Every exit has unique dynamics that dictate our approach in engineering a successful sale. In this series, we explore challenges and solutions to common situations.
When Business Partners Split
It can be bitter, sweet, or a combination of the two. What we know for sure is that just as no two partnerships are alike, each partnership exit is unique. Engineering a successful business exit requires an ability to think through and around problems. Furthermore, working with family members, spouses, and longtime business partners calls for an abundance of emotional intelligence to navigate the exit without hard feelings towards the relationship. Our approach includes both; we enter each client meeting with the understanding that:
Emotions Are Everything
The emotional environment is key to designing an exit that works for all parties. Is the partners’ relationship in a good place or a bad place? Is the company making money, or is it struggling? There are certainly advantages to an amicable underlying sentiment and a stable business. The question then becomes, are they going in the same direction? Where a conflict exists, we simply need to address it—not try to tip-toe around it. Emotion is one of the most trying factors in selling any business, especially one that includes multiple partners.
Partner Roles Are Critical
Sometimes, business partners work equally together in such a way that one could conceivably continue to run the business on their own. Others work in one area of the business that is crucial to the company’s success and, therefore, indispensable; for example, when one partner drives 90 percent of sales and another runs daily operations. During a partnership buyout, we help by considering projected performance post-close, without the partner(s), to determine whether and how to separate the company.
Deal Price and Structure Are Crucial
In many cases, partners may disagree about price, creating an opening argument. The deal structure can become a point of contention as well. Buying out a partner with company profits can leave the business depleted for the remaining partner(s). If the business doesn’t have profits to draw from, successfully engineering the sale entails increased creativity.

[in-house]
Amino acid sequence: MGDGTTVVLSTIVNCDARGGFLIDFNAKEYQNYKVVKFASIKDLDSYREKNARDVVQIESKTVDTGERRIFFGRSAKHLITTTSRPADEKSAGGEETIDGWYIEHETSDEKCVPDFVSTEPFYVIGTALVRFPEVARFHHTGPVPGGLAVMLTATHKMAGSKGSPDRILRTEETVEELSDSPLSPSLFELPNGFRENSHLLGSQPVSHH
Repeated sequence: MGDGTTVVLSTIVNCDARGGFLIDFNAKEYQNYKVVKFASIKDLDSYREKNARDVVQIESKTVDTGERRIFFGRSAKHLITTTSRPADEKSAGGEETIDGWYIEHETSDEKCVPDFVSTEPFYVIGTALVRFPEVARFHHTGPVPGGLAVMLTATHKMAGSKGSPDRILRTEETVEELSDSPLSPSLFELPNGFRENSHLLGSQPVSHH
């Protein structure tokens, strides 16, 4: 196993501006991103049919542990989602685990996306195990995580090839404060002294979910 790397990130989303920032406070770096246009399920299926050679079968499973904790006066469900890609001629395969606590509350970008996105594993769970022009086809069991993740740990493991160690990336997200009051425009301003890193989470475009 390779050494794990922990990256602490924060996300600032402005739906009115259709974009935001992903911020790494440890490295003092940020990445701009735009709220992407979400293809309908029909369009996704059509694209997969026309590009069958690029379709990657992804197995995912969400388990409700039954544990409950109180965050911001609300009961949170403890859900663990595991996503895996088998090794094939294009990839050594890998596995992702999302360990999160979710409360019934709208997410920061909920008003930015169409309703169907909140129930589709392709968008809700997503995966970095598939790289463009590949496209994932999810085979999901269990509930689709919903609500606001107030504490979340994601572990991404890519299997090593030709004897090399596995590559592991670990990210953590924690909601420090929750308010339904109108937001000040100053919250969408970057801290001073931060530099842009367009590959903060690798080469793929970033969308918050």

In any event, we know one thing: failure is not an option. We have to make it work—for the partners, for their families, and for the business. It is so much more than a split; it is Exit Engineering on a human level. We are every bit as ready to help mediate as we are to orchestrate.
How do you end a 50/50 partnership?
Ending a 50/50 business partnership is not as simple as cutting operations and closing your doors – however, it doesn’t have to be wildly complicated either. When business partnerships dissolve, the individuals involved cease to be partners in a legal sense. Even then, the partnership will continue until all of the business debts are settled, the business’ legal existence is terminated, and all of the company’s remaining assets have been distributed.
All in all, there are five key steps to take when looking to end your 50/50 business partnership.
- Reviewing Your Partnership Agreement.
Suppose either you or your partner chooses to end the partnership. In that case, you will have to review the legal partnership agreement to make sure you properly follow the protocol listed in the document when ending the partnership. Typically, some kind of majority vote to dissolve the business is required in the agreement.
- Discuss the Choice to Dissolve With Your Partner.